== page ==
California prison officials began touting a new public safety reform in January that would encourage inmates to complete a rehabilitation course and earn six weeks per year off a sentence. Inside Folsom State Prison, though, inmates and instructors leading such courses are skeptical it will work, the Sacramento Bee reports. In reality, they say, budget cuts approved by legislators last year to cope with an unprecedented fiscal crisis are devastating programs that are the basis for the new credit and for helping inmates stay straight once free.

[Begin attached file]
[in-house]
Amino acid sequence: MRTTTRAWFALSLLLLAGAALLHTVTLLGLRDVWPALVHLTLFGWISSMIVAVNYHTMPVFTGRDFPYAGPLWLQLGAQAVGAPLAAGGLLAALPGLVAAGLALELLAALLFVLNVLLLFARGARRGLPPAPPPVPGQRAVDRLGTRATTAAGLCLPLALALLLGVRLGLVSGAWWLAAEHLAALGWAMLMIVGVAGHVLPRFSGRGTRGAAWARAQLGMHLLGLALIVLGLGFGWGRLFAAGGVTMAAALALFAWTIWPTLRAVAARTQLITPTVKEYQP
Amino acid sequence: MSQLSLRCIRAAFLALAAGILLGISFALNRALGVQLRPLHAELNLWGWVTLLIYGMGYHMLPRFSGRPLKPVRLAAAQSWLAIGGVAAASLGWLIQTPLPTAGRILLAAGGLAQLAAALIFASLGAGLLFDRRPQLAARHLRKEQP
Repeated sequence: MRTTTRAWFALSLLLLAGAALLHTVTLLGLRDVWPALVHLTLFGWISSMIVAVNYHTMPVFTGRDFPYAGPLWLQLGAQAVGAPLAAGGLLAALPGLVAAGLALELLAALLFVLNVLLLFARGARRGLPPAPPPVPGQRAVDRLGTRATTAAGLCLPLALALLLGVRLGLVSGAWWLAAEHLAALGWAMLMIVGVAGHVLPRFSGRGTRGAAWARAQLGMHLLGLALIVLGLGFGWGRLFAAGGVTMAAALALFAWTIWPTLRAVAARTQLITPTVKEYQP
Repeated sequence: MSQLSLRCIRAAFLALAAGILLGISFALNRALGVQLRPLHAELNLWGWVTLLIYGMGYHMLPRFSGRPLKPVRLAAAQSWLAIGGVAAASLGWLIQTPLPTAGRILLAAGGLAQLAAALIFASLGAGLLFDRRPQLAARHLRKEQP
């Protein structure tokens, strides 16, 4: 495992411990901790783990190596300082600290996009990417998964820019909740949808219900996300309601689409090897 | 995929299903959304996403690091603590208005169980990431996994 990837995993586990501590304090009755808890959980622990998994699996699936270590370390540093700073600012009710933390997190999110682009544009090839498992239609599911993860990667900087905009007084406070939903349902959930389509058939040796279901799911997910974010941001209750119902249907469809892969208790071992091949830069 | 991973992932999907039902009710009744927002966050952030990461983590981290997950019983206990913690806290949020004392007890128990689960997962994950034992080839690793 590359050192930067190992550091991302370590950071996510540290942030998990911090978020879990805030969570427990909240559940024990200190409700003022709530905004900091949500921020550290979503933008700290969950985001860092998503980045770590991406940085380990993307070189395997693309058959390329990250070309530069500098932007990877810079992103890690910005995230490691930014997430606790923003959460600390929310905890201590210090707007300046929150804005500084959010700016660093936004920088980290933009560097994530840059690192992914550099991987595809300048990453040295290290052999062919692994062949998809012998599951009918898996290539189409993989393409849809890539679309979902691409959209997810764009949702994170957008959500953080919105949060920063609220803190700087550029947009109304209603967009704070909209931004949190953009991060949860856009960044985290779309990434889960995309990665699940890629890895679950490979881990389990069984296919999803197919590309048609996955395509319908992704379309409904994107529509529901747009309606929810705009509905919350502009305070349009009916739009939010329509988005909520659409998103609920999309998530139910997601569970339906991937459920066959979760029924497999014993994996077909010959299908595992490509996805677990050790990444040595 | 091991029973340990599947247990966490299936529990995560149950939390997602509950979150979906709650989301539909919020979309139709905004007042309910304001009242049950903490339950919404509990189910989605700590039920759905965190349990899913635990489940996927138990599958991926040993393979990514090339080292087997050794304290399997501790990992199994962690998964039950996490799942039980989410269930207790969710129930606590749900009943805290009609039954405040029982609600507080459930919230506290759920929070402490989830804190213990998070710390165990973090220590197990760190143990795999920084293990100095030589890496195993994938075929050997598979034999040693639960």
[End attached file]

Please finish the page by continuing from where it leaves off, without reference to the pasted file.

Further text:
The state corrrections department is slashing $250 million – almost 45 percent – of the $560 million it was to spend on rehabilitation this fiscal year. That means a 30 percent trim in high school equivalency and other literacy and vocational courses – 800 out of 1,500 instructors have been let go – and a 40 percent cut in substance-abuse programs. “I just hope someone up there has a brain and can see what the impact of this will be,” said Folsom State Prison school Principal Jean Bracy. As rehab opportunities dry up, more inmates are expected to go free earlier. Lawmakers, in another cost-saving move, approved allowing certain nonviolent prisoners “day for a day” credits off sentences just for being “discipline-free.”